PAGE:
After your braces come off, what next? You’ll need to wear a dental retainer if you want to your teeth to stay in their new position.
There are two main types of teeth retainer your dentist might recommend: a fixed retainer (also known as a bonded or permanent retainer) or one that can be removed such as an Essix or Hawley retainer. There are also special retainer braces which can be used for teeth straightening.
In this article we will guide you through all these options and explain how much retainers cost, both on the NHS and privately.
We’ll also show you how to clean your retaining device to make it last as long as possible.
Table of contents
- 1 What’s a retainer?
- 2 Types of retainers
- 3 How much do retainers cost?
- 4 How long should you wear retainers after braces?
- 5 How to clean your retainer
- 6 Conclusion
- 7 Teeth Retainer FAQs
What’s a retainer?
A dental retainer is a device that fits over or behind your teeth to keep them in position. These appliances are most often used after treatment with braces to maintain the changes made to your teeth once braces have been removed.
Retaining devices can be made from clear plastic, metal wire, or a combination of the two. The different types of retainer function in slightly different ways, but they have the same purpose.
How do retainers work and why do you have to wear one after braces?
Let’s be honest, wearing braces isn’t something you do for fun. You’ve worked hard and probably endured some discomfort to get a smile you’re happier with, and the last thing you want is for your teeth to start moving out of position again. That’s where your teeth retainer comes in.
After your braces have been removed, your teeth will naturally start moving back to their original position. It’s also common for our teeth to shift as we get older and when wisdom teeth come through. Wearing a retainer after braces helps to hold your teeth in the correct alignment.
Both removable and fixed retainers will keep your teeth straight for years to come, as long as you keep wearing them as your dentist advises!
You can get a retaining device for the upper or lower teeth only, or for both – usually corresponding to where your braces were placed.
Braces vs retainers: what’s the difference?
Braces are designed to move misaligned teeth into a better position to improve dental health. They can be fixed onto your teeth with brackets, or you can use removable aligner braces like Invisalign. Treatment with braces can last anywhere between 6 months and 3 years, depending on the amount of movement required.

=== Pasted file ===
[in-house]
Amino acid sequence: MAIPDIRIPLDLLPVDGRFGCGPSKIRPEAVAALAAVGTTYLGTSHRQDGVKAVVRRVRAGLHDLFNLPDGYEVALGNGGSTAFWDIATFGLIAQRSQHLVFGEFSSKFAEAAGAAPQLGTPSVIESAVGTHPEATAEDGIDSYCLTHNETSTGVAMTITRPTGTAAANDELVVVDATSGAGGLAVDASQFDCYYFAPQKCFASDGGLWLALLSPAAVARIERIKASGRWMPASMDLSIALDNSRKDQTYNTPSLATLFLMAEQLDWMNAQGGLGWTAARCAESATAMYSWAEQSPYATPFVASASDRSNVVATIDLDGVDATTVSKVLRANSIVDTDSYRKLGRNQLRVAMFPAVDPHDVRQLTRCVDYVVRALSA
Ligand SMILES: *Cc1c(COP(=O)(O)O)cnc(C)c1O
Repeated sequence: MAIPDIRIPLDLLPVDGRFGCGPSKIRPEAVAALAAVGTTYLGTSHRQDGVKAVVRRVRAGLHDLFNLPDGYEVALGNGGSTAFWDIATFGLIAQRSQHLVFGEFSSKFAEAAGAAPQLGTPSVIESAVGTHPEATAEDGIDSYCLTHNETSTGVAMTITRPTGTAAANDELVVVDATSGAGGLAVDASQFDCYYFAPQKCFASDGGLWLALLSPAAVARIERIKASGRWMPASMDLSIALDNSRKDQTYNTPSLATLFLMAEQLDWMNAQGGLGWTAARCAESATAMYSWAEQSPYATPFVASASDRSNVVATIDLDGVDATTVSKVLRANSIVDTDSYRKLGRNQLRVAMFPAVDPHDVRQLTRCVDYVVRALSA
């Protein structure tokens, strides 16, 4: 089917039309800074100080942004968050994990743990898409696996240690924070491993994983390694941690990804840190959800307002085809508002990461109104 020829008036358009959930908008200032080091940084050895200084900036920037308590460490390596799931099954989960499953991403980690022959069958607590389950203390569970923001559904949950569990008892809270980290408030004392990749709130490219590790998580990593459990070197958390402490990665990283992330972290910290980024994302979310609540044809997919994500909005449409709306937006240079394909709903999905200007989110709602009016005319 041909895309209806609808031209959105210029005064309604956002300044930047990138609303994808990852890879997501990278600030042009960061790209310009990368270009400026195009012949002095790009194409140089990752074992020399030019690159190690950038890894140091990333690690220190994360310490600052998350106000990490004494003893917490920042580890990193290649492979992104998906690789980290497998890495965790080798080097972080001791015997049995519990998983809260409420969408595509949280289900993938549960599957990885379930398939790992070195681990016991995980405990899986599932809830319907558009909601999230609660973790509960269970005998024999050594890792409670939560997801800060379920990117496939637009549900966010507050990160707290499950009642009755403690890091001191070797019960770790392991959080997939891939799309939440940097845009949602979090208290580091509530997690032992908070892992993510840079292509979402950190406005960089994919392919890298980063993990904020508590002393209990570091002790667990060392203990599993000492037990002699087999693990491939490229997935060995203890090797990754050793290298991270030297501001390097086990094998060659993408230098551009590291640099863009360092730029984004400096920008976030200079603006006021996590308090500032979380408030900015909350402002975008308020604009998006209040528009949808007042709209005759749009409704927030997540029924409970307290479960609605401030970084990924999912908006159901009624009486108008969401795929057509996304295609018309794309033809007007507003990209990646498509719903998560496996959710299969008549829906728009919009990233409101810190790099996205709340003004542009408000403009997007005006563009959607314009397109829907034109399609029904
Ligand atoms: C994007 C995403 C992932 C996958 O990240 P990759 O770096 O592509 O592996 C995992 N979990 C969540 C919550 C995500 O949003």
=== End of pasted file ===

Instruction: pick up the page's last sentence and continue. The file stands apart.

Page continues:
Retaining devices are worn after braces and are usually intended to keep your teeth straight rather than move them. There are many different types of retainer: fixed or removable, plastic or metal, but they all have the same goal: to stop your teeth becoming crooked again.
Can you use a retainer for teeth straightening?
Some mouth retainers can straighten crooked teeth if only mild correction is needed, for example if you have previously worn braces and your teeth have started moving again. Your dentist or orthodontist will be able to advise you of the best treatment for you.
Spring aligner retainers can help with simple movements of the teeth. They look similar to a normal Hawley device, but they have extra parts that move one or more teeth slightly or help to prevent the teeth from overcrowding or twisting.
If you want to straighten your teeth without fixed metal braces, Invisalign could be a good solution. The Invisalign system uses clear, removable aligners, which look the same as clear plastic retainers and are almost invisible when worn. Unlike retaining devices though, Invisalign braces are carefully designed to put pressure on certain teeth to move them into the desired position.
Read more about Invisalign here or fill in your details below to quickly check whether you’re a suitable candidate for this treatment:
What else are removable retainers used for?
There are other things, aside from maintaining straight teeth, that a dentist might recommend a dental retainer for. These include:
- Stopping tongue thrusting
- Helping a child to stop sucking their thumb
- Preventing damage from bruxism (teeth grinding)
Types of retainers
As we’ve mentioned, there are a few different types of retaining devices available. We’ll give you some information about their plus points and downsides and show you what each retainer looks like, but you should listen to your dentist’s advice about what’s best for your teeth.
Hawley retainers, also called wire or metal retainers, can be used on both your upper and lower teeth. They are fully removable and you should take them out for eating and drinking sugary drinks. The plate (the part that touches your gums and palette) is made from acrylic plastic, and there are wires that sit over and across your teeth. Some dentists might offer to customise the colour of the plate or add a pattern.
This is one of the cheapest retainers available and they can last for many years if cared for properly. One obvious downside of Hawley retainers is that they are very noticeable, especially if used on the upper teeth. Once you transition to only wearing them at night, though, this isn’t such an issue.